Now lets think about the overlap between our family trees. I’ve drawn your (simulated) pedigree back in blue, with mine overlain. When I find an individual who is a new genealogical ancestor to both of us I draw a circle around them. I keep track of the number of shared ancestors (the rightmost number, the other two give 2k and the mean actual number of ancestors a modern individual has). We don’t have to go very far back to find that our family start to overlap.
Screen Shot 2017-11-14 at 3.12.37 PM.png

It’s also fun to do these simulations with small population sizes (see below). Here I do them, with only 20 individuals. Obviously this population size is pretty unrealistic, but it does allow you to see the overlap in the pedigrees more clearly.
Screen Shot 2017-11-15 at 7.07.56 PM.png

The pedigree collapse problem has been highlighted by many people over the years, both for real pedigrees and through mathematical models. A good popular account of pedigree collapse is found in the New Yorker article the Mountain of Names (and the book of the same name). Also Carl Zimmer and in Adam Rutherford’s book both have great accounts of these ideas, and their genetic implications. There’s a nice article on the math underlying pedigree collapse by Wachter, describe the number of unique ancestors of person of British ancestry at the Norman Conquest (I’ve posted a [bad] pdf of the chapter here).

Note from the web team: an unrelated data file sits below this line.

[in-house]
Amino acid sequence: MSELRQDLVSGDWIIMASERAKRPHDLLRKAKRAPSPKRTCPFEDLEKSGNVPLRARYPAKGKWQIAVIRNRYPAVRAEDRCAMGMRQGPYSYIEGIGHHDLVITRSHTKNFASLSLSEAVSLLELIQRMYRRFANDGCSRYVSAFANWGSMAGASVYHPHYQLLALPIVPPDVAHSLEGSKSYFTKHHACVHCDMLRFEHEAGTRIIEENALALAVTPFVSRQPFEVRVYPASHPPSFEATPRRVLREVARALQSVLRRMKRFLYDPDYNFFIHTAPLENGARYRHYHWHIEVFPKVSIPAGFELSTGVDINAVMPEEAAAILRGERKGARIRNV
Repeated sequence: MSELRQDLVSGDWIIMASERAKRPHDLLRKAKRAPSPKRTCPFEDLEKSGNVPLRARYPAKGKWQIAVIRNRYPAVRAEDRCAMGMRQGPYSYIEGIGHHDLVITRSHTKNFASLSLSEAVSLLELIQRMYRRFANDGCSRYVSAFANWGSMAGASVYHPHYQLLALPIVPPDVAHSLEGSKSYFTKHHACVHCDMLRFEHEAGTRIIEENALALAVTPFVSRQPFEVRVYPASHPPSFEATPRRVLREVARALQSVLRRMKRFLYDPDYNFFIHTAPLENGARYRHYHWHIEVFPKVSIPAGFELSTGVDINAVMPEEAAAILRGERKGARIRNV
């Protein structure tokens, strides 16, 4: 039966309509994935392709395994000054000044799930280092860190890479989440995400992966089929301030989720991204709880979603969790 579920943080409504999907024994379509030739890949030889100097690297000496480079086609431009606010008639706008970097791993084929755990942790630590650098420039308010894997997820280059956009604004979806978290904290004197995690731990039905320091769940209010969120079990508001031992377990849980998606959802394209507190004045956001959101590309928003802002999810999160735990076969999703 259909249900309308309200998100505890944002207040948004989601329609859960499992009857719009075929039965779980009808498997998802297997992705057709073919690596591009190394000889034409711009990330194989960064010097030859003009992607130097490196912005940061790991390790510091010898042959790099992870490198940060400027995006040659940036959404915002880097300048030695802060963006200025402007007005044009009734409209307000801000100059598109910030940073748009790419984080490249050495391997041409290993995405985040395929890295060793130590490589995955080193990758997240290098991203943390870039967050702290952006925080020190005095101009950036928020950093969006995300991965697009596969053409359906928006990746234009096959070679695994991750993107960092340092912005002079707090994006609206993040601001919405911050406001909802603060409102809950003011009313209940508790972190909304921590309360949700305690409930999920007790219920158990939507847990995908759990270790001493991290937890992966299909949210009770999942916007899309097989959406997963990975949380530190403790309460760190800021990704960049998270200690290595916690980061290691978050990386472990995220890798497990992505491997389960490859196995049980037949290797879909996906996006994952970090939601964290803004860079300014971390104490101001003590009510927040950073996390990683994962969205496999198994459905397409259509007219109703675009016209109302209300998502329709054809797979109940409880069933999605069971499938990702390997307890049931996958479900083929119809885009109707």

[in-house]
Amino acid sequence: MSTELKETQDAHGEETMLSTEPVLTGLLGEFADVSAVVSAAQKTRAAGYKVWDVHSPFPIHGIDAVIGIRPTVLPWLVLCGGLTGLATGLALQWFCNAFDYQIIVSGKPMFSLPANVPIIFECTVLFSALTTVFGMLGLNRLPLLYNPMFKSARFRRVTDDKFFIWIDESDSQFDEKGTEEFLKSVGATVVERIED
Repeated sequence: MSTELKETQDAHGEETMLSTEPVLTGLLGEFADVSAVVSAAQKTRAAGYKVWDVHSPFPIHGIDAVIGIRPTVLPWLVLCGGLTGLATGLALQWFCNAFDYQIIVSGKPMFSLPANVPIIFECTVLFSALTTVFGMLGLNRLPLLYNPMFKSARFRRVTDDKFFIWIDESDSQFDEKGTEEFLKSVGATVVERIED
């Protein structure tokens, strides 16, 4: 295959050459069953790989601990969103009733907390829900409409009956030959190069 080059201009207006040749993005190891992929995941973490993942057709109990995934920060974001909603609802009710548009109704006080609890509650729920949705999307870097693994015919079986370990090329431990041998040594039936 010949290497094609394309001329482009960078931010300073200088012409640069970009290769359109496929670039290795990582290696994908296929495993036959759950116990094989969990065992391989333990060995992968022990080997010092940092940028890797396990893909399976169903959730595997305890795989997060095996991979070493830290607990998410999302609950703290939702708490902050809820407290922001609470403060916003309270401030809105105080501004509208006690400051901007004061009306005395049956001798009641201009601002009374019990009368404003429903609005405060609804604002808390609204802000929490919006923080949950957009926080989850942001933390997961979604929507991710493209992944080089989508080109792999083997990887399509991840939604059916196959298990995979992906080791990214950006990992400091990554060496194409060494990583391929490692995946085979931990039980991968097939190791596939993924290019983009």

Chang extended these ideas and explored how far back we have to go to find the first common genealogical ancestor of the entire population, i.e. the first individual who all of our family trees trace back to, in a well mixed population of size N individuals. He found that we should expect to find the common ancestor of the entire population roughly log2(N) generations in the past, and that there’s little randomness in this result (i.e. if we run the process multiple times we get very similar answer). The math of this is somewhat involved, but intuitively the answer depends on the logarithm of the population size in base two, because you number of ancestors grows as 2k, so number of ancestors will be roughly the population size when 2k=N, which we can rearrange to find that the critical time should be roughly k=log2(N) generations in the past. He showed that (in a well mixed) population with N individuals, we only have to go 1.77 log2(N) generations in the past to find the time when everyone in the population (who left descendants) is an ancestor to the entire population.